In the 1800's the Rocky Mountain West area of the USA that now includes Yellowstone National Park, was teeming with gray wolves. However they were considered nuisance predators who killed livestock and therefore, actively hunted down. By the time the National Park was established in 1827, the number of gray wolves had diminished substantially, a trend that continued thanks to a government predator control program that ensured that by 1926, there were none left.
Kids News - Science Articles
Always craving junk food? Now you can blame it on the millions of bacteria that live in your gut - At least that's what some researchers from UC San Francisco, Arizona State University and University of New Mexico, have concluded after reviewing the latest scientific literature about microbes. According to Athena Aktipis, one of the authors of the study, which was published in the journal Bio Essays in mid-August, these microscopic organisms are extremely bossy and have the power to influence not just our food cravings but also moods and overall well-being.
Last week, scientists waited in anticipation for two massive solar flares that were scheduled to hit the earth's magnetic field on September 11th and 12th, respectively. While the outbursts were not expected to be as powerful as the ones experienced in 2012, it was the back-to-back occurrence that had experts concerned about the damage they could cause to our satellites, electric grids and GPS systems.
Common Core Resources
Try This ! 50 Fun Experiments for the Mad Scientist in You encourages students to play with science, featuring hands-on experiments using easily accessible materials. Each project features color photos, step-by-step instructions, and basic scientific principles. Includes: Science Fair tips, National Science Standards correlations and an Educator’s Guide available for download.
For grades 4-8
Dandelions have long been considered a nuisance weed by most gardeners. However they, along with the rest of the world, may soon start treating the annoying plant with the respect it deserves. That's because the white milky sap of their taproot contains particles of rubber of such superior quality, that Dutch biologist Ingrid van der Meer, refers to dandelions as the future of road transport.
Death Valley National Park in California's Mojave Desert is known for many things - Its extreme temperatures, varied altitude that ranges from 282ft. below sea level to 11,000ft. above, beautiful rugged terrain and most of all, 'rolling' or 'dancing' stones. The phenomenon whereby large boulders, some weighing as much as 500 lbs, move several hundred yards in a straight line or zigzag patterns, has confounded experts for years.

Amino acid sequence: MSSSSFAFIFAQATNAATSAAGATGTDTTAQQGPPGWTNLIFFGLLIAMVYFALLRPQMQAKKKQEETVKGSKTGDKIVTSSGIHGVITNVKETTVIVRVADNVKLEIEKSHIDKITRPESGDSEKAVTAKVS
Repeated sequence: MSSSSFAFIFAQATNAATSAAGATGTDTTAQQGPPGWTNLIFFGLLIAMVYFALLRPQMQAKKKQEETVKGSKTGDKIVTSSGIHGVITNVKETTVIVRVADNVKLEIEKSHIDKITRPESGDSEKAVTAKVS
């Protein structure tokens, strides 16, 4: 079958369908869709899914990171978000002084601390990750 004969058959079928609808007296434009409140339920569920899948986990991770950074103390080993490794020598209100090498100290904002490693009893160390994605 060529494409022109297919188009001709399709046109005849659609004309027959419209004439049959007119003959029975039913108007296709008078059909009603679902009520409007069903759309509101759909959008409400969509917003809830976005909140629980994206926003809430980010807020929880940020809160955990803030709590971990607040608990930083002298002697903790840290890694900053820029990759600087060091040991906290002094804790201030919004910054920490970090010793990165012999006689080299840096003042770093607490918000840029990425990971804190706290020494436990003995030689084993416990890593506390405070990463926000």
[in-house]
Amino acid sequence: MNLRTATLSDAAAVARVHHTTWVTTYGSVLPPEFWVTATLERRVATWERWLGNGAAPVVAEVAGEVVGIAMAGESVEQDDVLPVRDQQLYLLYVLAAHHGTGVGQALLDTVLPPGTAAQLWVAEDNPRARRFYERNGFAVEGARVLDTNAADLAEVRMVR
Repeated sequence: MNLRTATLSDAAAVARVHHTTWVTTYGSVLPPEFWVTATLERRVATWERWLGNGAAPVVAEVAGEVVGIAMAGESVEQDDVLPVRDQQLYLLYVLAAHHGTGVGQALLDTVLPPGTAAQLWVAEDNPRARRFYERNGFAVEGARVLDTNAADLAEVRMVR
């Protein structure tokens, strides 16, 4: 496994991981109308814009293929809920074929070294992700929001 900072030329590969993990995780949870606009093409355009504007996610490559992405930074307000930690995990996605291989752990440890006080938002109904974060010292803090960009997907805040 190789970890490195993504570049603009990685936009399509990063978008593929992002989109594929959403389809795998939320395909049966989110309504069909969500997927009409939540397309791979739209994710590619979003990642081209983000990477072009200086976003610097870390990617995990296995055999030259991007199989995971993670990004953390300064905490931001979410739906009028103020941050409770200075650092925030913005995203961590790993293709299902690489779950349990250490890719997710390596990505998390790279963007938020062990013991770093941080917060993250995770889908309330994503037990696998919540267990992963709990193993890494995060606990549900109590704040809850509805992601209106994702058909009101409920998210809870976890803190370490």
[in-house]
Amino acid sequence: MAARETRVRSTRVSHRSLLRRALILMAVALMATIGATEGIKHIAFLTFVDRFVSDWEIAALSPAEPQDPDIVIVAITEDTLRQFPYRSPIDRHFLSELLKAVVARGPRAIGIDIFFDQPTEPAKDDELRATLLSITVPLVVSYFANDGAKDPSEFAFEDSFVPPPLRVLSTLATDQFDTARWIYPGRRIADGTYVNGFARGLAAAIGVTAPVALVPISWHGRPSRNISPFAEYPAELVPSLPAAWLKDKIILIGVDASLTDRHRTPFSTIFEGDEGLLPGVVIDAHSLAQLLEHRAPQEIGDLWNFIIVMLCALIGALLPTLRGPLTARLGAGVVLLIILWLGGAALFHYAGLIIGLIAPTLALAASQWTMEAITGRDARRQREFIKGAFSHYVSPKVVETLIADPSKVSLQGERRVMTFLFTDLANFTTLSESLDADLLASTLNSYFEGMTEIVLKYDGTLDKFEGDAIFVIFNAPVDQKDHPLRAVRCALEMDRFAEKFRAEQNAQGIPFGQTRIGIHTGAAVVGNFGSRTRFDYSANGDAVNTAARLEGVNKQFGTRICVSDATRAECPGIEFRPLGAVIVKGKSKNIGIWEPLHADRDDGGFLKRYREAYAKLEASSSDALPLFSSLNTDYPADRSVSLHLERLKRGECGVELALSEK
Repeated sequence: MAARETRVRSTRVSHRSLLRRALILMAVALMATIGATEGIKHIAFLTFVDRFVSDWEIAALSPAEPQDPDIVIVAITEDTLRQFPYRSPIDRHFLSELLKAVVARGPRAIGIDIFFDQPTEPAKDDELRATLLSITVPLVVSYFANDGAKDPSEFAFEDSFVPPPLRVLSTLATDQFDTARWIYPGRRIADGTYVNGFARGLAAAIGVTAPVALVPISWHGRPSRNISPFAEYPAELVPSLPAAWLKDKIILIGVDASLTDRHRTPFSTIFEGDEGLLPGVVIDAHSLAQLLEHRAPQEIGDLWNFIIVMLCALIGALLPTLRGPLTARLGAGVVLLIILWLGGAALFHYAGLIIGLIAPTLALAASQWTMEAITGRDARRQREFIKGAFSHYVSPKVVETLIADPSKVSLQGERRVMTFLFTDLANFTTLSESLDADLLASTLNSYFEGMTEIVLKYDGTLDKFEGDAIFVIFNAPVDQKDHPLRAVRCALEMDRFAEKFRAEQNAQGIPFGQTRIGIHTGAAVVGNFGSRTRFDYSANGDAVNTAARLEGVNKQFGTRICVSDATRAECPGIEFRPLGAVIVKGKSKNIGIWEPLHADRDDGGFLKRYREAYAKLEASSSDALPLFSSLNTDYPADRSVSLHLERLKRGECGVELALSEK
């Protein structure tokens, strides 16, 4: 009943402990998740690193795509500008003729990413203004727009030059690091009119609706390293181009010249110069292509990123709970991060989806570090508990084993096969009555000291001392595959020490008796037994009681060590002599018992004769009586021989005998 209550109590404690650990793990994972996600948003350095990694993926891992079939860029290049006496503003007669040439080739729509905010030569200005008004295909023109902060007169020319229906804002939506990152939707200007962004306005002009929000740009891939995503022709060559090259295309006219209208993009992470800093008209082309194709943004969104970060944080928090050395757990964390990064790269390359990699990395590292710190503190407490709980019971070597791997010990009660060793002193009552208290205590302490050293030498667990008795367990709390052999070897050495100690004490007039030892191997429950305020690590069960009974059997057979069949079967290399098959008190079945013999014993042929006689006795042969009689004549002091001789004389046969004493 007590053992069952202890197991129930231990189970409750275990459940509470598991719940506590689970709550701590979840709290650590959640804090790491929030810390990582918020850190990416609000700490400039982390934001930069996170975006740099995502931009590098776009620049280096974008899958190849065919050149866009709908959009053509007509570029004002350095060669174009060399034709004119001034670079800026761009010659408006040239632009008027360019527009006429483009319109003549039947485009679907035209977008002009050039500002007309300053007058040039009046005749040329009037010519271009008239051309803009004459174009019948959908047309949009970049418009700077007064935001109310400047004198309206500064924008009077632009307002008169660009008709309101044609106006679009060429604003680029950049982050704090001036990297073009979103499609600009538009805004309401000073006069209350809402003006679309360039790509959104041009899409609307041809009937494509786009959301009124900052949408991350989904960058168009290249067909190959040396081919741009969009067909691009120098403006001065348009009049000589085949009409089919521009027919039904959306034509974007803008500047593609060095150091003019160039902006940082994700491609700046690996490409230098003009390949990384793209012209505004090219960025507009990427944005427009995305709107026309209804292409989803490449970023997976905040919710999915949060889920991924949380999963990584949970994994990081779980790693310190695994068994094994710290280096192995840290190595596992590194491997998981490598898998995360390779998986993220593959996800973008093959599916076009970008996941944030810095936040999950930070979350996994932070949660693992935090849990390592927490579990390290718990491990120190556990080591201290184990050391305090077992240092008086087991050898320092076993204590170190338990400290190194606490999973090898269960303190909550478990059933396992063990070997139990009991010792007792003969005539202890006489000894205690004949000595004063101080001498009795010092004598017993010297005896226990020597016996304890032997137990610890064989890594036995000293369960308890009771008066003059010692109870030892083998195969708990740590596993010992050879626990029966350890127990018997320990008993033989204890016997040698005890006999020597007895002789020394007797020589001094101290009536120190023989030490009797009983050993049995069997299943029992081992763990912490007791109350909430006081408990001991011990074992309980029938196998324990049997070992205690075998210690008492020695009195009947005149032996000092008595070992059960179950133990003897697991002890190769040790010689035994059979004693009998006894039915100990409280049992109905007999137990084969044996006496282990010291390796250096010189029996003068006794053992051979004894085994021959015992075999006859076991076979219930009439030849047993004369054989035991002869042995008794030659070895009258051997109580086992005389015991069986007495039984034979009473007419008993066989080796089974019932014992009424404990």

Though dinosaur finds are revealed on a fairly regular basis, very few result in as much excitement as the latest two. On Thursday, September 4th, a team of scientists led by Kenneth Lacovara, an associate professor at Philadelphia's Drexel University unveiled the Dreadnoughtus schrani, which they believe is the biggest known land animal to have ever inhabited Earth. While dinosaur fans were still digesting the facts, on September 11th, came news of the re-discovery of the Spinosaurus aegyptiacus, the only known semi-aquatic dinosaur.
Insects like ants and termites are amongst the world's best collaborators. Unlike most humans they have figured out that by working together, they can accomplish much more than they can individually. That is what some researchers are hoping to attain with Kilobots - bite size robots capable of ant-like teamwork and intelligence.
Mention Hawaii and the first thing that comes to mind are the pristine beaches. What is not as well known is that Hawaii's Big Island is also home to some of the world's most active volcanoes, including the spectacular Kilauea! While the dynamic volcano has been erupting almost nonstop since 1983, some years, the amount of magma coughed up is larger than others.
Scientists have long suspected that there is water trapped deep inside the Earth's interior. However, they had never been able to verify it. Hence geologists had no choice but to adopt the theory that the water in our oceans was deposited by icy comets hitting the forming planet. Now thanks to evidence uncovered by Associate Professor Steven Jacobsen of Northwestern University and seismologist Brandon Schmandt from the University of New Mexico, there is finally proof that our oceans may have emerged from a massive reserve that lies 400 miles beneath the Earth's crust.